Stories > Borderless Control

2021 • Issue 1

Borderless Control

The executive director of Singapore’s National Centre for Infectious Diseases espouses global citizenship in the face of international healthcare crises.



“At the end of the day, we hope that Covid-19 will bring the world closer in terms of information sharing, with the common aim of improving clinical care to reduce mortality. I don’t think any clinician would deviate from this primary objective.”

Professor Leo Yee Sin, executive director of Singapore’s National Centre for Infectious Diseases, has been at the forefront of several healthcare crises such as SARS, Zika and, now, Covid-19.



tymieing infectious disease outbreaks within the country, as well as actively engaging the regional and global healthcare communities to form cross-border pandemic-fighting strategies, are all in a day’s work for Professor Leo Yee Sin. The executive director of the National Centre for Infectious Diseases (NCID), which started full operations in 2019, has shone as an even-keeled yet agile leader in Singapore’s battle against Covid-19.

While the island state’s swift national response to the ongoing pandemic has elicited praise from international public health experts, Prof Leo further placed Singapore on the map through multilateral efforts to bolster crucial information sharing related to the coronavirus. For instance, she is a member of the World Health Organization’s (WHO) guideline development group on the use of steroids to treat Covid-19.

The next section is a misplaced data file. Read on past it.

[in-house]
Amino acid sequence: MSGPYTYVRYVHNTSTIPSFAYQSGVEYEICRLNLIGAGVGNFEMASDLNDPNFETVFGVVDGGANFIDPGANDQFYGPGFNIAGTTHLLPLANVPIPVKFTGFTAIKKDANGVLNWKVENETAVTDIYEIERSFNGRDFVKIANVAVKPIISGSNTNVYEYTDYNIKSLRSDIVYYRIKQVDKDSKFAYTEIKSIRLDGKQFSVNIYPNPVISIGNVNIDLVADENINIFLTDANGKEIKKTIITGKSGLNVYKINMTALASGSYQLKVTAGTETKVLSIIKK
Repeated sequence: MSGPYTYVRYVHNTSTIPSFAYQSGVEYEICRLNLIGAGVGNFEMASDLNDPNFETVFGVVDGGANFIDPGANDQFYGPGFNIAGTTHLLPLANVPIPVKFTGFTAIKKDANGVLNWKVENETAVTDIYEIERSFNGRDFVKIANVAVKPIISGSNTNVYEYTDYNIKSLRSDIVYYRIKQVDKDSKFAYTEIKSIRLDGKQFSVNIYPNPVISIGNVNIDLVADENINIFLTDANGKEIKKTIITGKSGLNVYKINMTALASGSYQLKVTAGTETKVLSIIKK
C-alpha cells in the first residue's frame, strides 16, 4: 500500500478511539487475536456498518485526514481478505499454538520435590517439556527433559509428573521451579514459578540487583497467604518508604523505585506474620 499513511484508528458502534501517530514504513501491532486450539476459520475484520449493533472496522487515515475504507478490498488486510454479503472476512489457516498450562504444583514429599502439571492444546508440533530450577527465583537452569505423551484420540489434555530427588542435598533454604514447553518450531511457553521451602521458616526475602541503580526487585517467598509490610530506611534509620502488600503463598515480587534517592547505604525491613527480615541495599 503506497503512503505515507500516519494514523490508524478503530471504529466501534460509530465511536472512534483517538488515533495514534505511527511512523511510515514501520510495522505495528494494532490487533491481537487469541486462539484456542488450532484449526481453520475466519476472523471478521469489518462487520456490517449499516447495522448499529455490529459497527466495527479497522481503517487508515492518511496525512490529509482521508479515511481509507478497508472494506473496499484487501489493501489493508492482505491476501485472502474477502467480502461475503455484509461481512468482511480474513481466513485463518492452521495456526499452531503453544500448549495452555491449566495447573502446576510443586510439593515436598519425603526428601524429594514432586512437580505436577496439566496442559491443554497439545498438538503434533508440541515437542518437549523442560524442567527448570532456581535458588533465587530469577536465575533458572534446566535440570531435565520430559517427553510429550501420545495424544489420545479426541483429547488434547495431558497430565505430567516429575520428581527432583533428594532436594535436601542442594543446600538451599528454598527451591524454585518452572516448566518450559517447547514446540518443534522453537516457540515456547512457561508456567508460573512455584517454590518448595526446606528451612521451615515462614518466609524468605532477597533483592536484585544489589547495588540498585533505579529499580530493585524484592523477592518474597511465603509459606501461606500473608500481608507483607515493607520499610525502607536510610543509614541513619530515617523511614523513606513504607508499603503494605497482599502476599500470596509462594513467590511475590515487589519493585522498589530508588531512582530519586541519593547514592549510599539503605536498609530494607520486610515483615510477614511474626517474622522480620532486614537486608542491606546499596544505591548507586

The recipient of the Public Administration Medal (Silver) at the 2020 National Day Awards is regarded as part of Singapore’s vanguard in infectious disease control, having dealt with previous outbreaks such as SARS (2003), Zika (2016) and Nipah (1999). As an accomplished researcher published in more than 200 scientific papers, she is highly sought after in international forums covering everything from disease management strategies to vaccine communication.

1. Singapore has made significant progress in its fight against Covid-19, from research breakthroughs to infection control. How has its strong ethos of global cooperation contributed to this?

Singapore is not alone in its fight against Covid-19. The more connected we are in gathering and exchanging information, the more clarity we have on the entire situation. This helps us to calibrate our risk assessment as well as prevention measures.

For instance, Singapore is committed to the WHO’s International Health Regulations (IHR), an international risk assessment platform set up in 2005 in response to the SARS outbreak. By facilitating the early sharing of information between regions and countries, the IHR has greatly helped in Singapore’s fight against Covid-19.

Locally, we also have a team that scans the region and beyond to gather information. This is crucial in helping us form our own strategy in terms of disease prevention.